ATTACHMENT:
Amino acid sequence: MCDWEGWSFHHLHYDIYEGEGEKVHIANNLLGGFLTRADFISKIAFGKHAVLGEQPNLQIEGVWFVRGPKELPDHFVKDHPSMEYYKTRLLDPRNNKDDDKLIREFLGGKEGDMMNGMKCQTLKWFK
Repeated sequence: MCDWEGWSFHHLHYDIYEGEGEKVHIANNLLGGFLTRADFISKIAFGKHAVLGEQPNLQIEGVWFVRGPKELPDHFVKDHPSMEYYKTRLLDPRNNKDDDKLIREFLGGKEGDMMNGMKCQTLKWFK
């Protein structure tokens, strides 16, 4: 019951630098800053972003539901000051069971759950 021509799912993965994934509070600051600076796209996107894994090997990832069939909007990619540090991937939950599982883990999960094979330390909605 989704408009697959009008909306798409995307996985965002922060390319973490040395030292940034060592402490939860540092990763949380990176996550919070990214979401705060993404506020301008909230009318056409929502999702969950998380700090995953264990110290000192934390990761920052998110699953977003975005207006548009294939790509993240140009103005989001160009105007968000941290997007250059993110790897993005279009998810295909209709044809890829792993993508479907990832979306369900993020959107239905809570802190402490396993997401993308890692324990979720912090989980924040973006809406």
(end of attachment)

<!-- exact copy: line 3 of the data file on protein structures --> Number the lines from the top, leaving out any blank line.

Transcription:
């Protein structure tokens, strides 16, 4: 019951630098800053972003539901000051069971759950 021509799912993965994934509070600051600076796209996107894994090997990832069939909007990619540090991937939950599982883990999960094979330390909605 989704408009697959009008909306798409995307996985965002922060390319973490040395030292940034060592402490939860540092990763949380990176996550919070990214979401705060993404506020301008909230009318056409929502999702969950998380700090995953264990110290000192934390990761920052998110699953977003975005207006548009294939790509993240140009103005989001160009105007968000941290997007250059993110790897993005279009998810295909209709044809890829792993993508479907990832979306369900993020959107239905809570802190402490396993997401993308890692324990979720912090989980924040973006809406």